Marketing technology has given marketers more precise and targeted avenues of reaching their audience with more impact.
For marketers to drive greater success with their targeted approach, they need to drive permission-based marketing models. Permission marketing is a 90’s term coined by Seth Godin a marketing impact guru. In a book that is much beyond it’s time and one that was written in the 90’s – Seth Godin’s Permission Marketing explores the need for driving permission based marketing while relying less on tradition forms of yesteryear like interruption marketing.
What is Permission Marketing?
Permission marketing is a model through which marketers plan CTAs and cadences in such a way so as to request their audience’s permission before sending them marketing messages. Double opt-ins, driving newsletter campaigns, surveys, Q&As are all different ways in which marketers can drive a more permission based marketing model.
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A Few Benefits of Permission Marketing
- Boosts customer engagement: Permission marketing drives higher engagement and conversions because at its base, it structures marketing plans to focus on audiences that want to hear from your brand and have interest in knowing more.
- Lowers marketing operations costs, drives long term customer relationships: In the long-term, permission marketing can help lower marketing operations costs because of its targeted approach while allowing marketing teams the time to focus on building long lasting customer relationships.
In what ways can marketers drive more impact with permission marketing?
In a B2C marketing environment loyalty cards are one way for brands to nurture permission based marketing. After driving customers to sign up for special loyalty programs, brands send them promotional offers via emails that can be targeted to their customer’s need and behavior.
In a SaaS and B2B environment, loyalty programs can be structured in a different way to offer complementary, value-add services or simply to nurture the customer for an upcoming product.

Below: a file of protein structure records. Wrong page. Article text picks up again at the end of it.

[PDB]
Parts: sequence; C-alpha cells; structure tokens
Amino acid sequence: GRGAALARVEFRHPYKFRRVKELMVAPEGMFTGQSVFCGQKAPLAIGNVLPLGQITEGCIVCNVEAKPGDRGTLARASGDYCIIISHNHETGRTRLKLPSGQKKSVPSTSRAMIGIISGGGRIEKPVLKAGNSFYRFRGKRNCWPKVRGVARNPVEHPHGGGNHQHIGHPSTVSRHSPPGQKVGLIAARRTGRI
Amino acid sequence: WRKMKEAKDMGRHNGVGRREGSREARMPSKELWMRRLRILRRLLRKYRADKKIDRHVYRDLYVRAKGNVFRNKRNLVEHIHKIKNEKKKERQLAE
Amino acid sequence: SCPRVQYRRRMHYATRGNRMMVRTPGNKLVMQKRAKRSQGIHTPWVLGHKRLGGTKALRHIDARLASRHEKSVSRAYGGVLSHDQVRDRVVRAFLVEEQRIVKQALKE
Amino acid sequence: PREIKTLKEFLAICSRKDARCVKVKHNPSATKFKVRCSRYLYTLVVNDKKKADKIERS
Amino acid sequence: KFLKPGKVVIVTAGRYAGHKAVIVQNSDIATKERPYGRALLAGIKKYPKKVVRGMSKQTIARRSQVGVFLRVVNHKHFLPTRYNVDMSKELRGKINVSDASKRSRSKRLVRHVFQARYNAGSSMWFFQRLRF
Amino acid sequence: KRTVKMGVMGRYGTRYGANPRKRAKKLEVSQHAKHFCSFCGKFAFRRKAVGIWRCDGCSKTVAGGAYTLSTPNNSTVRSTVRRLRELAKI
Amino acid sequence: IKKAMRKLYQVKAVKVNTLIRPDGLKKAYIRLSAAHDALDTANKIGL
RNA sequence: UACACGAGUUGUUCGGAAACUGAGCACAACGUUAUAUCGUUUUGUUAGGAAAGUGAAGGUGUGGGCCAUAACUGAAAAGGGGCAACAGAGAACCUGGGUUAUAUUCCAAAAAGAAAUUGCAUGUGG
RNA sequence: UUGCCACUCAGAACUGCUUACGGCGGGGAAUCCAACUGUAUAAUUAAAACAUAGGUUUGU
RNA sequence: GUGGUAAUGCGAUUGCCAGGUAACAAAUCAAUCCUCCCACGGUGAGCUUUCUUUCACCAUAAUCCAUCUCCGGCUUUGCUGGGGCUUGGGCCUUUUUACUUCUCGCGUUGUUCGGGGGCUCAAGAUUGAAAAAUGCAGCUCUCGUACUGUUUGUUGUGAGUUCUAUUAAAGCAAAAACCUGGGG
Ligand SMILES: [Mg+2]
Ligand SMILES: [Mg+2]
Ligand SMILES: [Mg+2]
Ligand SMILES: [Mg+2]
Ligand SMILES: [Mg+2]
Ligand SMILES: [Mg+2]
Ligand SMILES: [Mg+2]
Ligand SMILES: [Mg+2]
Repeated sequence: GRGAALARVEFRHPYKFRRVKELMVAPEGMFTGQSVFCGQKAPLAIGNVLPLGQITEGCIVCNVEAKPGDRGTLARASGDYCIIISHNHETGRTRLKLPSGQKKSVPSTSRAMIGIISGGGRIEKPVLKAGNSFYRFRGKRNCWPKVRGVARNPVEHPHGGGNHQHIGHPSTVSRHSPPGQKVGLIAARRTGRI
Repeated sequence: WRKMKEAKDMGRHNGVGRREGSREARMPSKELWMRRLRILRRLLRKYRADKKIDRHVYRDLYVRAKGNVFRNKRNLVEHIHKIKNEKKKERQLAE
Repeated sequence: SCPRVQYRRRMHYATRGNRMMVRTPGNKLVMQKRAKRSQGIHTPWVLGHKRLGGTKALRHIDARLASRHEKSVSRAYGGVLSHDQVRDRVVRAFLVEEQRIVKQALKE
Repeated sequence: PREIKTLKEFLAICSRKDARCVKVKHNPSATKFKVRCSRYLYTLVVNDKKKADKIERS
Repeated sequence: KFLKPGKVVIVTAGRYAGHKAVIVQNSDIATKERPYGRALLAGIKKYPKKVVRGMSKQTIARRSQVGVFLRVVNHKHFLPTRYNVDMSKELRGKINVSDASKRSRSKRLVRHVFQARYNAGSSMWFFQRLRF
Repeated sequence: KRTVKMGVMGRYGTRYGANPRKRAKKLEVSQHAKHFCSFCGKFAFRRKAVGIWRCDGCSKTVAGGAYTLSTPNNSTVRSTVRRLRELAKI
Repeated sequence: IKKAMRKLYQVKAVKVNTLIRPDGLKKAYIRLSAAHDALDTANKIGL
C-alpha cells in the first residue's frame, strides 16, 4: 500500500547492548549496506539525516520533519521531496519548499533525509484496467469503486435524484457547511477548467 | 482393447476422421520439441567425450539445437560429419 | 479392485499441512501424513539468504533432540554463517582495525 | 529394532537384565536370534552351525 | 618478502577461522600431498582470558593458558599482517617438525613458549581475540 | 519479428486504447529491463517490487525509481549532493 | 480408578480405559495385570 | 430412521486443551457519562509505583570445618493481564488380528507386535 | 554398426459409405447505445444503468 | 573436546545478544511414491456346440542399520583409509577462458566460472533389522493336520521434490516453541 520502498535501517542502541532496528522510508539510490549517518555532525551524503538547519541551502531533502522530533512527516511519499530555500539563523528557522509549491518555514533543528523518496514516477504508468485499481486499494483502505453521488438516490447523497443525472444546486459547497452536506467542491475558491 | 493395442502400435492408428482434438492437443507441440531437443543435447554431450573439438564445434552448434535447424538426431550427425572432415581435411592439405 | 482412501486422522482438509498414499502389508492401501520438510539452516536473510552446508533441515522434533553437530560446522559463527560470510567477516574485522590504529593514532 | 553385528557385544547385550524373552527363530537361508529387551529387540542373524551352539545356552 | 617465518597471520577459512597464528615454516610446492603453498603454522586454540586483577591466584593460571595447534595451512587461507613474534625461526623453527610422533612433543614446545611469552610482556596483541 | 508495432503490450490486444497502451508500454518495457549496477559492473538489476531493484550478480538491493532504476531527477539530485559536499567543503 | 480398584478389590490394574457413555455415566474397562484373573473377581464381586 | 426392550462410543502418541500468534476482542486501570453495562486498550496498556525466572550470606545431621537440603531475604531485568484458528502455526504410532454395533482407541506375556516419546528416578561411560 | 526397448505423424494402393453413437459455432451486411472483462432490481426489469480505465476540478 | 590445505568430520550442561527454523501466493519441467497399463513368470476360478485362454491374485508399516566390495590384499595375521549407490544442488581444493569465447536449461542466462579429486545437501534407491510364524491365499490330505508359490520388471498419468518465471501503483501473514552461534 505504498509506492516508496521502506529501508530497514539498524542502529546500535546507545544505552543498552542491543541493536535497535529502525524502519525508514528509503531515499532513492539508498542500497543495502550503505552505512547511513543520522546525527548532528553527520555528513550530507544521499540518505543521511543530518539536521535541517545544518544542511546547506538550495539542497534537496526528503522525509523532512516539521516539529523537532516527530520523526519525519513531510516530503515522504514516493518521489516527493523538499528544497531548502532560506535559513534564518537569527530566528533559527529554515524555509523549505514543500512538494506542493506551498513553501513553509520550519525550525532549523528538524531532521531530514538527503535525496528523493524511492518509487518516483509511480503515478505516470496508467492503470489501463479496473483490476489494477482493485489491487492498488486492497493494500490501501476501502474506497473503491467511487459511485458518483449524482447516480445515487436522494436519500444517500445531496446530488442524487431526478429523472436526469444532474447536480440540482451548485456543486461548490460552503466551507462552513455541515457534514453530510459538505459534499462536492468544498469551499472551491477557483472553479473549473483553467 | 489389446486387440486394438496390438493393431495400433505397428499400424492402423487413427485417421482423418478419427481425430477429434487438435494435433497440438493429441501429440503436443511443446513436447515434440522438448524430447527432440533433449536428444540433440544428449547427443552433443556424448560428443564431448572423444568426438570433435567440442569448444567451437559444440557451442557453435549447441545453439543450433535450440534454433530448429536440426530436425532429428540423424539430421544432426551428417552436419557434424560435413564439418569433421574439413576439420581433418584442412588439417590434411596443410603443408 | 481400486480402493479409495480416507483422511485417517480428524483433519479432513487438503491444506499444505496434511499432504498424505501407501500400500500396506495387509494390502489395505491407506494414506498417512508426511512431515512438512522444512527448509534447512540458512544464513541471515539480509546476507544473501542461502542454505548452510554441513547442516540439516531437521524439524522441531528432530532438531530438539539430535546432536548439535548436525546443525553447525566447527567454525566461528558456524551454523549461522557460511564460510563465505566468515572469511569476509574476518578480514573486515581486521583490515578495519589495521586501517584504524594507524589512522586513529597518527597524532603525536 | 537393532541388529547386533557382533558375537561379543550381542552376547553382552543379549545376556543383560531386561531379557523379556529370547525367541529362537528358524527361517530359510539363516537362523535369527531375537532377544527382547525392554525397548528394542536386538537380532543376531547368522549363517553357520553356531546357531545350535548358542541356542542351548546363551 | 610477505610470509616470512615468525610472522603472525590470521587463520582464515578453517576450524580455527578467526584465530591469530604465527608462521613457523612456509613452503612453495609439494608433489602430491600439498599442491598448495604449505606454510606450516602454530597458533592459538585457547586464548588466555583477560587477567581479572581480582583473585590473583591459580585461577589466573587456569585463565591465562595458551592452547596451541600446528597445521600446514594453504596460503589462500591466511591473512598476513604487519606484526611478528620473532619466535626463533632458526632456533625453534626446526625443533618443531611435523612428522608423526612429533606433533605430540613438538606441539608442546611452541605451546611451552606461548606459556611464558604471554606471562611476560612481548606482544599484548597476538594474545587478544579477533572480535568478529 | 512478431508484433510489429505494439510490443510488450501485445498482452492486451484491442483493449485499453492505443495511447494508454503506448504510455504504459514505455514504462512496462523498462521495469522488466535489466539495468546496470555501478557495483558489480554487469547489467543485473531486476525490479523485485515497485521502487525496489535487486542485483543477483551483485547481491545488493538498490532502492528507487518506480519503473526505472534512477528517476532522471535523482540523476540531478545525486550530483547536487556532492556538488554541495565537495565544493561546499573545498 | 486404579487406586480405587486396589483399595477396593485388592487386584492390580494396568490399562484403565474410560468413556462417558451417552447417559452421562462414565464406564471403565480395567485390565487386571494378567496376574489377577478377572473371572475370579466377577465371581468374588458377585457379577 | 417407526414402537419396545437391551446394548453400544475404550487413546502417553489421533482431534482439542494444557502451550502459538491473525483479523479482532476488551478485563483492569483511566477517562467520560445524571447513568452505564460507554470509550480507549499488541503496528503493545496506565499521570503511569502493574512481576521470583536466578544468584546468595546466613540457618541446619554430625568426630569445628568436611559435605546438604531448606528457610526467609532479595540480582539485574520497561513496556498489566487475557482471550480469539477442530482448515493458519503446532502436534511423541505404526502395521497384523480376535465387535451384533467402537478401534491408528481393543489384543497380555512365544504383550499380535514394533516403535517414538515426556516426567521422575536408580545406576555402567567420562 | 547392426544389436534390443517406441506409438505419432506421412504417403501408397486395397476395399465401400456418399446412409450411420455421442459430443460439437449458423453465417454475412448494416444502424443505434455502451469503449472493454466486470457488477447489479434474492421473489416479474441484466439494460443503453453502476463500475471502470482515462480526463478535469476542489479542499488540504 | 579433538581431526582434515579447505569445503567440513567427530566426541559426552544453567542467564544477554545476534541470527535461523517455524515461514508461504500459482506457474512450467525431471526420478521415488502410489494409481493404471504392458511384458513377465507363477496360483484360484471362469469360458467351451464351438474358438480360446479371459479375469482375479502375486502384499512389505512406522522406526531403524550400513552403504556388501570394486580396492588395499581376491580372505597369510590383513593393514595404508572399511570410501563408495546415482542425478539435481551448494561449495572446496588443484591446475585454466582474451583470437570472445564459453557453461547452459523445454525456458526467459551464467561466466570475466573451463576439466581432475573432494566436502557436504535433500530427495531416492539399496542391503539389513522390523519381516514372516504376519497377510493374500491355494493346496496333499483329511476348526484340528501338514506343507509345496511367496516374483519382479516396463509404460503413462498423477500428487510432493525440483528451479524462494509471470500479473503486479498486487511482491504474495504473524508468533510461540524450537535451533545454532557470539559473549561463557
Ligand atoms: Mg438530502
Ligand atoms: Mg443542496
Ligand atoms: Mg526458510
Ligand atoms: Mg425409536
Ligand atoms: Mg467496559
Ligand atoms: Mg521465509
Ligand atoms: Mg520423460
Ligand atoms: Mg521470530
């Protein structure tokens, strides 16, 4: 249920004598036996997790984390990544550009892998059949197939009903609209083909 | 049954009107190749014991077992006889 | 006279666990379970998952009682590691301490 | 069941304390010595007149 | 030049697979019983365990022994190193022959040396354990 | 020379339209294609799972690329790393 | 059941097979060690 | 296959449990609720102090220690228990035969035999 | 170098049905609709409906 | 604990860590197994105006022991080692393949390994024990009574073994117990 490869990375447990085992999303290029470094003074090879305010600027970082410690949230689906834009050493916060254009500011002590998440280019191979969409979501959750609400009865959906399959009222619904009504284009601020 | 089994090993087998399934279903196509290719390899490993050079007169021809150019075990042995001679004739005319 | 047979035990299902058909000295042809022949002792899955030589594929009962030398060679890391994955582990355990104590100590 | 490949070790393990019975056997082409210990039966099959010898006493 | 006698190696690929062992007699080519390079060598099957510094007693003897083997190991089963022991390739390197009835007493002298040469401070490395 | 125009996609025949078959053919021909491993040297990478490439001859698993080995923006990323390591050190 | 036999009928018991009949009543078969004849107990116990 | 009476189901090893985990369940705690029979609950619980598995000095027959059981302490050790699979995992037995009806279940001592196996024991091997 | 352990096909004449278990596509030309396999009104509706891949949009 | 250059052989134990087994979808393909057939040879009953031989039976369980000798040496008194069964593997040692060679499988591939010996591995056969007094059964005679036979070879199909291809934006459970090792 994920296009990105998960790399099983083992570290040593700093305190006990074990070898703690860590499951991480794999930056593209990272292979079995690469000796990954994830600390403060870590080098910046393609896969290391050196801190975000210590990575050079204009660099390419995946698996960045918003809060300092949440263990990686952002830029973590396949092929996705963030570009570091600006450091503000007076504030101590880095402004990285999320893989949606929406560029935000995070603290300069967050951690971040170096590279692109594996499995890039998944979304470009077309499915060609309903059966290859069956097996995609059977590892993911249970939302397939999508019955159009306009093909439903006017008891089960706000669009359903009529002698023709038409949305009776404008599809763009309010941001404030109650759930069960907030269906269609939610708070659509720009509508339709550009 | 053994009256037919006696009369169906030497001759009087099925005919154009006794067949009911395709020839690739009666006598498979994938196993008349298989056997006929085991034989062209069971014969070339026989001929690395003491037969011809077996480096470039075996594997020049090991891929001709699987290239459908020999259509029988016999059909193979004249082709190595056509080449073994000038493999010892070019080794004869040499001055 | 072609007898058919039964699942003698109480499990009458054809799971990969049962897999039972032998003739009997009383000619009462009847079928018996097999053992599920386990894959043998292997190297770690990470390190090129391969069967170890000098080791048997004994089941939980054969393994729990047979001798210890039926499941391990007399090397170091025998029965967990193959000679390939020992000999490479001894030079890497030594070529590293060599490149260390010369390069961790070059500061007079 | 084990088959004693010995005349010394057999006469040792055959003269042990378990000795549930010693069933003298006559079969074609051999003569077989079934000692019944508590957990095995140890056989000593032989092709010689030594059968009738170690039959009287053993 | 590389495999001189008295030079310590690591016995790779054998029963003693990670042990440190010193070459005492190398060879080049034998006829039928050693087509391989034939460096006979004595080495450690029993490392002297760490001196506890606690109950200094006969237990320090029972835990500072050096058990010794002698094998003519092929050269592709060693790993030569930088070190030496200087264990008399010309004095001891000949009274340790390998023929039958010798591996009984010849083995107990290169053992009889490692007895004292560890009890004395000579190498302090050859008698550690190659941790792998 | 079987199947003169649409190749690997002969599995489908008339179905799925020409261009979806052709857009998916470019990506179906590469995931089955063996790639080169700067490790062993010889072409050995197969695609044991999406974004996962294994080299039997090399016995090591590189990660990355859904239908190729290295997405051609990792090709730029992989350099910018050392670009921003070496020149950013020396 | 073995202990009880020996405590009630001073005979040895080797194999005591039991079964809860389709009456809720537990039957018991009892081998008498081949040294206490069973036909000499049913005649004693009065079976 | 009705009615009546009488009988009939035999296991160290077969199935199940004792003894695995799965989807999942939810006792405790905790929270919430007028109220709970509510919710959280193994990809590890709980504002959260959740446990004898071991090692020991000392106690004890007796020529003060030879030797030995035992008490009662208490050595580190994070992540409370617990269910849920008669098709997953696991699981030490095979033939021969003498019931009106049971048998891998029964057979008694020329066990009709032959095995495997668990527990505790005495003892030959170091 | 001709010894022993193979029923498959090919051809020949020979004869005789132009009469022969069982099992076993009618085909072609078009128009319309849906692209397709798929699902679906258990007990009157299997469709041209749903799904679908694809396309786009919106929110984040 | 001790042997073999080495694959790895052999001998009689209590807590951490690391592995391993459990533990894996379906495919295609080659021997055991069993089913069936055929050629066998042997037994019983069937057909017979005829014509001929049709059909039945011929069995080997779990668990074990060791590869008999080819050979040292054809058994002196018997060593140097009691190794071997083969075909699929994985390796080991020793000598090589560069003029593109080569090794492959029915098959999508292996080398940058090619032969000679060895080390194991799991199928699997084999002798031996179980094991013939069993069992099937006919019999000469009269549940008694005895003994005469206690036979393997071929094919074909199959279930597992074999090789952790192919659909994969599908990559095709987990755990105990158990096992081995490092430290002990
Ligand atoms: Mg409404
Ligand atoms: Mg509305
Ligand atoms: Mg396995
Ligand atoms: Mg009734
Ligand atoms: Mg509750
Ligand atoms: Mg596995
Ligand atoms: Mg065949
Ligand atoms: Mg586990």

Driving Different Kinds of Subscriptions
In a digital marketplace, most content types extend to audio, video, text and other kinds of formats; these are then packaged to be content marketed via various channels like email, social media, newsletters, etc.
For marketers, that means more opportunity. Getting existing customers to subscribe to your brand podcast’s RSS feed or driving newsletter subscriptions are just some of the formats that marketers can use to deepen the impact of their permission marketing model. Subscription signups indicate interest from the customer in learning more about your recent updates, articles, tips, etc.
This includes driving YouTube channel subscriptions, podcast downloads and signups, driving subscriptions to your blog feed,
Modeling Marketing Emails Based on Subscribers
One steady example of permission marketing is subscription based emails, driving opt-ins where users can choose to receive updates on a weekly or daily basis via email can allow marketers the time to plan each subscriber email to suit the interest of a customer set. Personalizing subscriber emails based on the customer’s online journey and online buying behavior across the website or other customer touch points can drive more upsells and cross-sells while also increasing the impact and ROI of these marketing emails.
Permission Marketing is here to stay
With data privacy trends and customer interests constantly changing, with more marketing clutter taking up space in the same number of online channels, brands are forced to drive impact using creativity and precise, targeted methods. Knowing that your prospect or customer has some interest in something you have to say can help you drive so much more ROI from every future conversation with them.
This involves integrating every marketing communication, understanding where and how you want to drive interest based signups and what marketing messaging you’ll align next to keep the conversation relevant and purchase driven.
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